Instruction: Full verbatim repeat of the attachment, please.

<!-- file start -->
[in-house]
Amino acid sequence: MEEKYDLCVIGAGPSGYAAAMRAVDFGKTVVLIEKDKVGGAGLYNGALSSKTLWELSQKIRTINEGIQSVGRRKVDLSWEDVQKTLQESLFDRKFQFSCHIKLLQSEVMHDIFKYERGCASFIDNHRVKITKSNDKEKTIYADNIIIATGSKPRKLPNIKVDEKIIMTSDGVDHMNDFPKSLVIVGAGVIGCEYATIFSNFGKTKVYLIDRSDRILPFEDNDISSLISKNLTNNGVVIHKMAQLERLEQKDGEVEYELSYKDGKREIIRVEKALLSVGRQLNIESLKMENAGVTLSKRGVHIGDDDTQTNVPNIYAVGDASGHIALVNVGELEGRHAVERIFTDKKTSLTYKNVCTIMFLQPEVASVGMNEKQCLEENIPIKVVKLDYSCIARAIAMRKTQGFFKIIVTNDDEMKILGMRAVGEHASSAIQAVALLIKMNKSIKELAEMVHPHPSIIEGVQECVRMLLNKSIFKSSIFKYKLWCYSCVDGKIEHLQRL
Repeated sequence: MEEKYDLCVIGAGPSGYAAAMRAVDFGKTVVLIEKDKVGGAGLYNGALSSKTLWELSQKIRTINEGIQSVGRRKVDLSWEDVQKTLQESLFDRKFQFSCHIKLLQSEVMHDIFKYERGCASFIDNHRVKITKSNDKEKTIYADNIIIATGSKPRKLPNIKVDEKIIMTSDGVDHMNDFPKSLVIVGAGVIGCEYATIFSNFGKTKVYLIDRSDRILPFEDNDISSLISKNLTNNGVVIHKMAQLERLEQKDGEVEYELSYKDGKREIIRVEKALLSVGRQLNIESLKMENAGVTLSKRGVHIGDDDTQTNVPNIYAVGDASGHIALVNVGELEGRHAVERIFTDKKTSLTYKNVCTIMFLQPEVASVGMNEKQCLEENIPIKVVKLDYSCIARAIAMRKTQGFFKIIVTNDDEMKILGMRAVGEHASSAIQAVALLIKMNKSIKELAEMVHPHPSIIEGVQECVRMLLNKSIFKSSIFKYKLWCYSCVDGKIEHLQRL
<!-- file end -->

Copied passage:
[in-house]
Amino acid sequence: MEEKYDLCVIGAGPSGYAAAMRAVDFGKTVVLIEKDKVGGAGLYNGALSSKTLWELSQKIRTINEGIQSVGRRKVDLSWEDVQKTLQESLFDRKFQFSCHIKLLQSEVMHDIFKYERGCASFIDNHRVKITKSNDKEKTIYADNIIIATGSKPRKLPNIKVDEKIIMTSDGVDHMNDFPKSLVIVGAGVIGCEYATIFSNFGKTKVYLIDRSDRILPFEDNDISSLISKNLTNNGVVIHKMAQLERLEQKDGEVEYELSYKDGKREIIRVEKALLSVGRQLNIESLKMENAGVTLSKRGVHIGDDDTQTNVPNIYAVGDASGHIALVNVGELEGRHAVERIFTDKKTSLTYKNVCTIMFLQPEVASVGMNEKQCLEENIPIKVVKLDYSCIARAIAMRKTQGFFKIIVTNDDEMKILGMRAVGEHASSAIQAVALLIKMNKSIKELAEMVHPHPSIIEGVQECVRMLLNKSIFKSSIFKYKLWCYSCVDGKIEHLQRL
Repeated sequence: MEEKYDLCVIGAGPSGYAAAMRAVDFGKTVVLIEKDKVGGAGLYNGALSSKTLWELSQKIRTINEGIQSVGRRKVDLSWEDVQKTLQESLFDRKFQFSCHIKLLQSEVMHDIFKYERGCASFIDNHRVKITKSNDKEKTIYADNIIIATGSKPRKLPNIKVDEKIIMTSDGVDHMNDFPKSLVIVGAGVIGCEYATIFSNFGKTKVYLIDRSDRILPFEDNDISSLISKNLTNNGVVIHKMAQLERLEQKDGEVEYELSYKDGKREIIRVEKALLSVGRQLNIESLKMENAGVTLSKRGVHIGDDDTQTNVPNIYAVGDASGHIALVNVGELEGRHAVERIFTDKKTSLTYKNVCTIMFLQPEVASVGMNEKQCLEENIPIKVVKLDYSCIARAIAMRKTQGFFKIIVTNDDEMKILGMRAVGEHASSAIQAVALLIKMNKSIKELAEMVHPHPSIIEGVQECVRMLLNKSIFKSSIFKYKLWCYSCVDGKIEHLQRL